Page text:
From birth, and even already in the womb, the baby sucks his thumb. This sucking reflex is therefore very soothing and helps regulate the sleep and relaxation cycles of young children.
By sucking fingers, sucking a pacifier or a cloth, it establishes an appropriate contact between the baby and the world around him. This habit can continue until the child's 2-3 years. If it is a stressed baby, who lacks confidence or is very spoiled, it could last much longer.
Does thumb sucking have specific functions?
It is an innate gesture. The fetus sucks its thumb from the 4th month of pregnancy, at specific times of the day: when it is tired, anxious ... or when you are angry!
This “in utero” sucking certainly has a training role intended to make your baby immediately “operational” at birth. Because it is imperative that it eat from the first days!
But, apart from this technical function, it is visible that sucking gives the child a great pleasure. This phase, known as the "oral stage" in development, is characterized by the predominant sense of the mouth and the satisfaction that the baby experiences in making it work.
Does sucking your thumb warp your teeth?
This is a question that is still widely debated and in which several factors come into play:
The thumb itself: if your baby just puts his thumb in the mouth, it will have little effect on his teeth. On the other hand, an “active” suction will cause deformations, because the thumb then presses on the teeth and the jaws.
The position of the tongue: it is very important, because when your baby sucks his thumb, it is in the low position. The force it exerts is therefore downward ... and risks throwing the teeth forward.
Breathing: thumb suckers breathe more often through the mouth than through the nose, which can cause problems with the growth of the upper jaw in the width direction.
Swallowing: Even when your child does not always have his thumb in his mouth, your child tends to put his tongue at the level of the teeth each time he swallows (this is called infant swallowing), which the long one, pushes the teeth from top to front and upwards and causes an incision of the incisors (the upper and lower incisors no longer touching each other).
Should we prevent a baby from sucking his thumb?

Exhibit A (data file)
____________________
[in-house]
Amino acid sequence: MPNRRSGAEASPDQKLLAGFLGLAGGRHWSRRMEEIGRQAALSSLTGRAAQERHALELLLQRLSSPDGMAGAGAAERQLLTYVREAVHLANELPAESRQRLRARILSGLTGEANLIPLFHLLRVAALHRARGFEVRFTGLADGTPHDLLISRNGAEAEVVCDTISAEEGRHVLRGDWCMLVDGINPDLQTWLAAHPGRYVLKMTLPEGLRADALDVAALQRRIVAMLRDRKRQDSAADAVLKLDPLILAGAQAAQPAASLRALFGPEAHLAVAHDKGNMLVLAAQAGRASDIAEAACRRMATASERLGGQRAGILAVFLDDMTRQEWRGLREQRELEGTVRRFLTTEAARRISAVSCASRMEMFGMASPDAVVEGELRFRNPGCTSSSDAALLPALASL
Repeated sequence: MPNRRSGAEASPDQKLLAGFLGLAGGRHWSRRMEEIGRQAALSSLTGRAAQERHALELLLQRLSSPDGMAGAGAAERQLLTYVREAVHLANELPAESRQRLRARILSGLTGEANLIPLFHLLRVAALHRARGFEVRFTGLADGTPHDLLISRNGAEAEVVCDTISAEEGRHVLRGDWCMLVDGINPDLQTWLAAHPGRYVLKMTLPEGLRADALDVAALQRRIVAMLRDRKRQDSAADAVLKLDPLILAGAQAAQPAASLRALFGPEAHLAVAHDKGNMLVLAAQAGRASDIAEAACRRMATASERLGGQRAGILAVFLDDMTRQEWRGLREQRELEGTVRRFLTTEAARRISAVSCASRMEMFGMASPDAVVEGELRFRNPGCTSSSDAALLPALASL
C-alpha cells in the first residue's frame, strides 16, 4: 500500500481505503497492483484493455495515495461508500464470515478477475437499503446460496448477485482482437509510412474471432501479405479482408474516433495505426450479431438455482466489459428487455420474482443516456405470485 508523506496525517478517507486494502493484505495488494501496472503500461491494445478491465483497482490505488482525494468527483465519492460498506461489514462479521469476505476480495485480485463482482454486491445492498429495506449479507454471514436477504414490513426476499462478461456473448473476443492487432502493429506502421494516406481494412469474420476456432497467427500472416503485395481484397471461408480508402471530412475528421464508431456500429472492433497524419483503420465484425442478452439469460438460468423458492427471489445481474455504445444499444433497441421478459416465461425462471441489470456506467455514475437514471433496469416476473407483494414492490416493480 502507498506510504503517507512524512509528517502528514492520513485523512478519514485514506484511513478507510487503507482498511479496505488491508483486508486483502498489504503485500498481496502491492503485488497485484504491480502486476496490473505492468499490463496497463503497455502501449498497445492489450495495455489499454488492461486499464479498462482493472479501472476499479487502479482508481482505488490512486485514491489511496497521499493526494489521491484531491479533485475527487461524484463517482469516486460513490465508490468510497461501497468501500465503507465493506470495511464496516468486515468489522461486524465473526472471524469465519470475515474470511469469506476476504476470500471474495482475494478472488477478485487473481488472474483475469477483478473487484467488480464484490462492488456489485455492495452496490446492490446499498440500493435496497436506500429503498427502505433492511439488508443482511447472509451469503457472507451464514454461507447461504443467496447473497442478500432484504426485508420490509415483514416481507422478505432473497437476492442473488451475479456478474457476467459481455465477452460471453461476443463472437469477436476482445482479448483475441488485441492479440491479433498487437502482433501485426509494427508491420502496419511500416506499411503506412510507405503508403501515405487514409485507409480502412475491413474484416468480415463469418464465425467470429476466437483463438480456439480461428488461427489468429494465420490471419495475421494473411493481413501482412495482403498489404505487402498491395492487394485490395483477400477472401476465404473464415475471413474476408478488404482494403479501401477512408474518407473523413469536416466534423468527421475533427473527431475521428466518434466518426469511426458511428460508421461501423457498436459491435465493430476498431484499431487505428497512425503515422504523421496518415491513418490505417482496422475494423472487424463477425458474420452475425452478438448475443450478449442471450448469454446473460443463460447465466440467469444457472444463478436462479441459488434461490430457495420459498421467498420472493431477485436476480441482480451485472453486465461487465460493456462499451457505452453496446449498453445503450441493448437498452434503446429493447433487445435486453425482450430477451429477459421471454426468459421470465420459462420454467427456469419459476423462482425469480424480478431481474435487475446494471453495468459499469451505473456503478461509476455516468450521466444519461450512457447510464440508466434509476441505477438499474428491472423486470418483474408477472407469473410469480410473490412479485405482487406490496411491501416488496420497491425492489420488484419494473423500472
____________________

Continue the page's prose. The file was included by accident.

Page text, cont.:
Surely not ! Over the months, the baby's sucking pleasure has become a need for your child. Suddenly banning it exposes your toddler to find a substitute: biting his nails, wiggling his hair…
How to help your child stop sucking his thumb
In most children, this abandonment will be fairly easy and will happen quite naturally. But if the little one is not able to stop this habit of childhood by himself, there are small tricks to help him make the decision:
- Explain to him that sucking his thumb is reserved for the little ones and that he is now a big one. With your support and his desire to be considered as a child and no longer as a baby, his motivation will be stronger;
- Choose the right time. No need to combine this test with a complicated period of his life (cleanliness, birth of a brother or sister, divorce, moving, entering school, etc.);
- Act gently and gradually. Allow the thumb only in the evening, then reduce to weekends only for example. Slowly and gently, the child will detach himself more easily from this habit;
- Never be critical. It is counterproductive to scold him or make fun of him if he fails. On the contrary, show him that it is nothing and that he will get there the next time and encourage him to communicate and explain why he felt the need to regain his thumb. Often linked to discomfort, the recovery of the thumb can be understood and verbalized so that it will not be automatic next time. Communicating to calm down, this is a fine axis of "deconditioning" of the child to help him abandon his mania;
Give him clear and achievable goals and create a game from this challenge. It is also essential to highlight his successes by a table, for example, which he will fill with each success and which will give rise to a small reward;
In the event of a difficult course to pass during a day, or a stroke of fatigue that would make him want to crack, offer him an activity that will mobilize his two hands and share this moment with him. By diverting his attention and appeasing him by the game, you will allow him to forget this desire for sucking which seemed essential to him. Offer him a hug or read him a story are also soothing solutions that will help the child to relax without feeling the need to suck his thumb.
Encouraging your child to stop sucking his thumb is a long-term job. You will have to be patient and understanding and accompany him every step of the way to get there. But, after all, isn't that, by definition, all parenting work?